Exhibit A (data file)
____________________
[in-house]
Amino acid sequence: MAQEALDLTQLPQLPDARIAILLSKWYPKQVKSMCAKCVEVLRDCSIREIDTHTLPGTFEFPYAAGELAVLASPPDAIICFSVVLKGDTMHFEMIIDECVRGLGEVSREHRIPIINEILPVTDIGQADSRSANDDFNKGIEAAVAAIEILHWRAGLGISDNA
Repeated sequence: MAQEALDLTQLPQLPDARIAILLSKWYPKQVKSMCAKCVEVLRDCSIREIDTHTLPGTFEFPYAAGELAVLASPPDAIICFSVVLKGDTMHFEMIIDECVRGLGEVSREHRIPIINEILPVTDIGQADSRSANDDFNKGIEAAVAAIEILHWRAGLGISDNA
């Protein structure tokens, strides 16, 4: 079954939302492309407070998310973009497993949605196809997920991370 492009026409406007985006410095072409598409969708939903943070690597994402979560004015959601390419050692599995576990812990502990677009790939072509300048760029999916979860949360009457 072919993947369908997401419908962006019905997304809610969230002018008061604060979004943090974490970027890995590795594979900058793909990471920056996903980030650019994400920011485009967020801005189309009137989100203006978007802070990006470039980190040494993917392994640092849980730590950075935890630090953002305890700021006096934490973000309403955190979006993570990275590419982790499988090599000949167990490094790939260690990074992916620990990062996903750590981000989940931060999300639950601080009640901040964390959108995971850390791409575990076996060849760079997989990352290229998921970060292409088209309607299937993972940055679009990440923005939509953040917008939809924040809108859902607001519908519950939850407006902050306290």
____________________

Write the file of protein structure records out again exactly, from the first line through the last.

[in-house]
Amino acid sequence: MAQEALDLTQLPQLPDARIAILLSKWYPKQVKSMCAKCVEVLRDCSIREIDTHTLPGTFEFPYAAGELAVLASPPDAIICFSVVLKGDTMHFEMIIDECVRGLGEVSREHRIPIINEILPVTDIGQADSRSANDDFNKGIEAAVAAIEILHWRAGLGISDNA
Repeated sequence: MAQEALDLTQLPQLPDARIAILLSKWYPKQVKSMCAKCVEVLRDCSIREIDTHTLPGTFEFPYAAGELAVLASPPDAIICFSVVLKGDTMHFEMIIDECVRGLGEVSREHRIPIINEILPVTDIGQADSRSANDDFNKGIEAAVAAIEILHWRAGLGISDNA
């Protein structure tokens, strides 16, 4: 079954939302492309407070998310973009497993949605196809997920991370 492009026409406007985006410095072409598409969708939903943070690597994402979560004015959601390419050692599995576990812990502990677009790939072509300048760029999916979860949360009457 072919993947369908997401419908962006019905997304809610969230002018008061604060979004943090974490970027890995590795594979900058793909990471920056996903980030650019994400920011485009967020801005189309009137989100203006978007802070990006470039980190040494993917392994640092849980730590950075935890630090953002305890700021006096934490973000309403955190979006993570990275590419982790499988090599000949167990490094790939260690990074992916620990990062996903750590981000989940931060999300639950601080009640901040964390959108995971850390791409575990076996060849760079997989990352290229998921970060292409088209309607299937993972940055679009990440923005939509953040917008939809924040809108859902607001519908519950939850407006902050306290």